The illustrated embodiment of the control panel 316 has a cycle button 600 with which to select the heating cycle, and a cycle window 602 to display the cycle selected. The control panel 316 is also provided with a pause switch 604 to pause the heating cycle, and LED's 606 and 608 respectively to indicate whether the cycle is running or paused. A time window 610 indicates the time elapsed in the heating cycle. An optional toggle switch (not shown) may be used to toggle the time window 610 to display the time remaining in the heating cycle. A power switch 612 turns the control panel on and off while a power LED 614 displays its power status. A heating LED 616 indicates whether the heating cycle is in a heating phase. Warning LED's 618 indicate whether there is a fault in the circuitry or connection with the heating element 300. Battery LED's indicate the charge status of the battery.
Low-pass filters 332 isolate the high frequency power generator 326 from a precision current source 334 and an amplifier 336. The precision current source 334 feeds a low precise DC current through the heating element 330. The resulting DC voltage across the heating element 330 is amplified by the amplifier 336 and compared against a reference voltage generated by a reference module 338. The comparison is done by a level comparator 340. As voltage is directly proportionate to resistance at a given current, the resistance across the heating element 330 can thus be measured. With the temperature coefficient of resistance of the heating element 330, the temperature of the heating element 330 can thus be calculated. The control block 324 acts on feedback from the comparator 340 to enable or disable the high frequency power generator 326, and thus regulate the temperature of the heating element 330 according to the heating profile. In one embodiment a clinical practitioner may have the option of overriding the heating profile by inputting the desired temperature into the control block 324 directly. While a resistive heat source has been described in some of the above embodiments, other energy sources to accelerate the curing of the curable media may be used. These include, but are not limited to, adding a polymerizing agent, radio frequency, ultrasound, microwave and lasers. Also, the complete curing of the curable media by the described apparatus and methods is not always required to occur before discontinuing the heat source or other initiator step in these embodiments. When the curable media has been partially cured to a certain level of structural integrity, the patient does not have to be retrained for the remaining cure time necessary to achieve a complete cure. Thus the period of patient immobilization is minimized using the curing accelerators of the present invention.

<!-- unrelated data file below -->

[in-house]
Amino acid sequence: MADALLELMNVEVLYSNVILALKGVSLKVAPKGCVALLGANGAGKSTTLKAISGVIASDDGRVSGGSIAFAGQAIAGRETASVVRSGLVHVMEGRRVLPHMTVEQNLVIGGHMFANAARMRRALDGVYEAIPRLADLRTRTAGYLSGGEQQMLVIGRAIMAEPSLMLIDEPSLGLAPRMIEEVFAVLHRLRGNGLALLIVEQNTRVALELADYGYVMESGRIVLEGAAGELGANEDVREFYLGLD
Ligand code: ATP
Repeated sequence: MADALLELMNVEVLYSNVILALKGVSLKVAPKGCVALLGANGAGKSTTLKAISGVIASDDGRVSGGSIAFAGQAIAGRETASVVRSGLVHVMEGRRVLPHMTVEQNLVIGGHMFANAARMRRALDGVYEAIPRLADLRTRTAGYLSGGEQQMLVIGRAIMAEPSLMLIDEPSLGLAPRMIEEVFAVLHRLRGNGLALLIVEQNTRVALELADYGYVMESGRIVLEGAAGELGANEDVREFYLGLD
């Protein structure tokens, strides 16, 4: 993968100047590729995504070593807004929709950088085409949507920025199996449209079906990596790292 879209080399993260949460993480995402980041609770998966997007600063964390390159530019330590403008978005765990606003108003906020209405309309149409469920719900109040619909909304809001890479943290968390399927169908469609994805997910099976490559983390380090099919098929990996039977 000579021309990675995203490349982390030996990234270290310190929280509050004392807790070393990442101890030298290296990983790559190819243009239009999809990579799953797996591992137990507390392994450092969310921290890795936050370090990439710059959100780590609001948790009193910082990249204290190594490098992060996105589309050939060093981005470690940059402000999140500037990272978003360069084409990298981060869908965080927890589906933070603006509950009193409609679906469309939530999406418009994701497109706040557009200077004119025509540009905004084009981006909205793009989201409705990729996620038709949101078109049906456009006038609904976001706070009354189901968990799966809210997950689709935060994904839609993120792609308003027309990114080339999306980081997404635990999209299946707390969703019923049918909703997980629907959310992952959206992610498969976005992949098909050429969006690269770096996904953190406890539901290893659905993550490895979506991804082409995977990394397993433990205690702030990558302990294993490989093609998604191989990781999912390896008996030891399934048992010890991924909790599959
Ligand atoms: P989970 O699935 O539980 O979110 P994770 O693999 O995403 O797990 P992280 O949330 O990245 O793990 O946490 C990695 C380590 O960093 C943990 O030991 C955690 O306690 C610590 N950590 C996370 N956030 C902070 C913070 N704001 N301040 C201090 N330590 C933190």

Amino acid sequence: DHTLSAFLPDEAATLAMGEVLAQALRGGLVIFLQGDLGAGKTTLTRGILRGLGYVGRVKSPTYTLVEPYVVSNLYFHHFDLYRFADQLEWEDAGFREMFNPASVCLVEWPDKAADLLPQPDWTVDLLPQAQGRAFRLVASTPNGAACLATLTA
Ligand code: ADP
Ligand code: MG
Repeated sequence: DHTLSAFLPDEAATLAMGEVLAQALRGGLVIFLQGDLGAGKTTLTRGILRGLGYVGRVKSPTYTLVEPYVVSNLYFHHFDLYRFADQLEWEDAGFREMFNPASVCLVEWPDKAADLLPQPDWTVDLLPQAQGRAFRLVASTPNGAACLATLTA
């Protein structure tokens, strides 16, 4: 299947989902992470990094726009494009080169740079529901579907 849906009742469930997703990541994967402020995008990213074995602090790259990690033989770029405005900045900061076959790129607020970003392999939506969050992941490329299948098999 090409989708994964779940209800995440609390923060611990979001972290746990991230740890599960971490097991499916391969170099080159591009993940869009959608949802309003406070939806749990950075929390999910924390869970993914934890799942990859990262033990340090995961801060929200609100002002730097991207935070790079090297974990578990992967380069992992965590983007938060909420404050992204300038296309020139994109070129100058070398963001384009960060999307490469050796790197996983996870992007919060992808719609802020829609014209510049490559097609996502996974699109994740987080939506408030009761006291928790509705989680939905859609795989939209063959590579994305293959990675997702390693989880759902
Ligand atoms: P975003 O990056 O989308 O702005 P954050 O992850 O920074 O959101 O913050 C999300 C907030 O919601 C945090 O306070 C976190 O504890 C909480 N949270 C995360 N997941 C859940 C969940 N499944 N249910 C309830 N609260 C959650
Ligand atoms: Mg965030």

Another specific embodiment is described in connection with
The inner electrical connector tube 438 is coaxially carried by the exterior perimeter of the suction tube 434. The outer electrical connector tube 440 is coaxially arranged around the exterior perimeter of the inner electrical connector tube 438. A layer of electrical insulation is provided between the two electrical connector tubes 438 and 440. This can be accomplished by coating the inner surface of the outer electrical connector tube 440 or the outer surface of a proximal portion of the inner electrical connector tube 438 with an electrically insulating material, such as polyurethane or PTFE. Both electrical connector tubes 438 and 440 may be slotted to ease connection, as discussed below. A wire connects each electrical connector tube to the drive circuit of the heating element 408. Each electrical connector tube may have an additional wire connected to it, which may be used together as a dedicated feedback loop to more accurately measure the electrical resistance of the heating element 408. A spacer tube 442 is provided with a notch 443 which provides an annular seat for the proximal end of the outer electrical connector 440, to hold the outer electrical connector tube 440 in place.
A lock tube 444 is coaxially arranged around the exterior perimeter of the spacer tube 442. The lock tube 444 is provided with one or two or more axially extending slits 445 and provided with a radially inwardly extending projection 446 for releasable engagement with a corresponding annular recess on the proximal end of the balloon 400, as discussed below. The inner tube 448 holds the suction tube 434 and the injection tube 430, as all three extend all the way proximally into the catheter handle. The outer tube 450 terminates proximally at a luer lock at the distal end of the catheter handle.